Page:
On cross-examination, Mayberry testified as follows:"Q You did not see any sale in your presence, did you? "A No, sir. I have stated that."
On November 6, 1969, the court granted the appellant's motion in limine to instruct the prosecution not to assert or suggest that the appellant committed other offenses, particularly sale of LSD. The court, however, sustained the motion "unless such assertions become admissible."
The appellant relies on the general rule that evidence of extraneous offenses is inadmissible, and to some extent, on the hearsay rule. The State relies on the rule that evidence of the commission of other crimes by the accused may be used to show identity of person, intent, motive, scienter, system, and malice. Wagner v. State, Tex. Cr.App., 463 S.W.2d 432; Williams v. State, Tex.Cr.App., 441 S.W.2d 853.
Texas follows the rule allowing extraneous offenses to show intent and such "evidence can be offered as direct testimony, and in a case of circumstantial evidence where intent is an issue, but it more often is permitted to come in the form of rebuttal evidence after the appellant has testified or offered a defense wherein he has stated that he did not intend to do the act." (Emphasis added). O'Brien v. State, Tex.Cr.App., 376 S.W.2d 833. Since the appellant denied his knowledge and intent, evidence of another offense was admissible.
The appellant also complains because the testimony was hearsay. However, an exception to the hearsay rule lies where a declaration or statement is made by a third person in the presence of the accused. 24 Tex.Jur.2d 75, Sec. 563.
"Where a statement or remark is made in defendant's presence, which he understood and which called for a reply, his silence or acquiesance may be shown as a confession where he was not under arrest." 1 Branch's Ann.P.C. 91, Sec. 87. Thus, any objection to the testimony on the grounds that it is hearsay is invalid.
*54 In this case, the appellant was under arrest when the statement was made. Therefore, in the face of a proper objection, the testimony should have been excluded. "Whether warned or not, the silence of a defendant while under arrest cannot be used against him as a confession of the truth of statements made in his presence by his co-defendants or anybody else." 1 Branch's Ann.P.C. 91, Sec. 87.
In De Lira v. State, 164 Tex.Cr.R. 194, 297 S.W.2d 953, the court applied this rule to a similar fact situation and reversed. In that case, however, an objection was taken to the admission of the evidence on the grounds that the appellant was under arrest at the time the statement was made. Likewise, in this case, such statement, though made in the presence of the accused, is not admissible if the proper objection is made.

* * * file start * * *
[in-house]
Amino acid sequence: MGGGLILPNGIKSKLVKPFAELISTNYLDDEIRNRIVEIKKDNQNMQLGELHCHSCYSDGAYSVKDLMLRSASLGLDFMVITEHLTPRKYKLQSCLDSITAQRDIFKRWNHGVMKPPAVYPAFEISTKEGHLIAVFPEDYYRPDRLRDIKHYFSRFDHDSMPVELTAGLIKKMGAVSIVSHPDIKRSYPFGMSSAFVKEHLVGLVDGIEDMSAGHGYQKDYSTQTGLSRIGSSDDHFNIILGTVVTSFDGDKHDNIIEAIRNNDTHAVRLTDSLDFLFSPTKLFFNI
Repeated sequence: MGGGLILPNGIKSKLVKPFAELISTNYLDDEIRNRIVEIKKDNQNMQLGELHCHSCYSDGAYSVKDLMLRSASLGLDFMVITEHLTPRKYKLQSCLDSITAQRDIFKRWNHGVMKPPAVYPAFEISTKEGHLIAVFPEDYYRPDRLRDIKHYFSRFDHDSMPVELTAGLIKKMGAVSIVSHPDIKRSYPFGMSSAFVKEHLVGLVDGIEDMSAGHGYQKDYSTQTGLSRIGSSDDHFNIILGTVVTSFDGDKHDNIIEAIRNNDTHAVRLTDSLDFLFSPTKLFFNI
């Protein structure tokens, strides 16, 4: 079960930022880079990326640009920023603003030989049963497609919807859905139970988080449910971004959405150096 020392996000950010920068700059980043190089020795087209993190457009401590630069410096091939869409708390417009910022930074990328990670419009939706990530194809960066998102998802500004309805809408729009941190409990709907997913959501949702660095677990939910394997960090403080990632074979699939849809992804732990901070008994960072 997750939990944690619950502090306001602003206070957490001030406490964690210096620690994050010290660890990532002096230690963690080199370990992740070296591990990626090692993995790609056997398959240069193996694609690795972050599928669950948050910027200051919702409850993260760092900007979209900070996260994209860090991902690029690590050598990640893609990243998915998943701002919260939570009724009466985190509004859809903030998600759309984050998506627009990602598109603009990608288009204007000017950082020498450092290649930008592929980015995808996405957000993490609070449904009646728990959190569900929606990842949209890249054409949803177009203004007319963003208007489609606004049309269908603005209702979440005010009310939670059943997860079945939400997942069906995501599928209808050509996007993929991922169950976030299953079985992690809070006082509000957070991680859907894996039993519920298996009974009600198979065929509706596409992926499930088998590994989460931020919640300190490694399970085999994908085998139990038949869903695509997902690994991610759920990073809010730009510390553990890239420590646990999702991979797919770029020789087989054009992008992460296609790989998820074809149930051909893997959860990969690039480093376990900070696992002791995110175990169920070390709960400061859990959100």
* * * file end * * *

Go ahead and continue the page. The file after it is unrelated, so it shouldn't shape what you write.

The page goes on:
The proper objection would have been that the appellant was under arrest at the time. The admission of such testimony was an infringement against the appellant's rights against self-incrimination and a violation of the confession statute. Art. 38.21, Art. 38.22, V.A.C.C.P. It was not objectionable on the ground that it was hearsay. Since the proper objection was not made, any error is waived.
The appellant's second ground of error is overruled.
The appellant's third ground of error complains that the city chemist was allowed to testify, on behalf of the State, as to his opinions outside the area of his professional expertise.
The chemist testified that LSD was a hallucinogenic drug and that "under the influence of a hallucinogenic drug one hallucinates and begins to see or hear things that are not actually there and puts things out of their real perspective." The chemist had given an extensive answer to the State's question concerning the effects of LSD before any objection was made. The objection came too late to preserve error. Renfro v. State, 156 Tex.Cr.R. 400, 242 S.W.2d 772; Jenkins v. State, 468 S.W.2d 432.
The chemist twice testified that the effects of LSD can be long lasting. On one of those occasions, no objection was made. Therefore, no reversible error is shown. Van Bibber v. State, Tex.Cr.App., 371 S.W.2d 880.
The appellant's third ground of error is overruled.
There being no reversible error, the judgment is affirmed.
ODOM, J., not participating.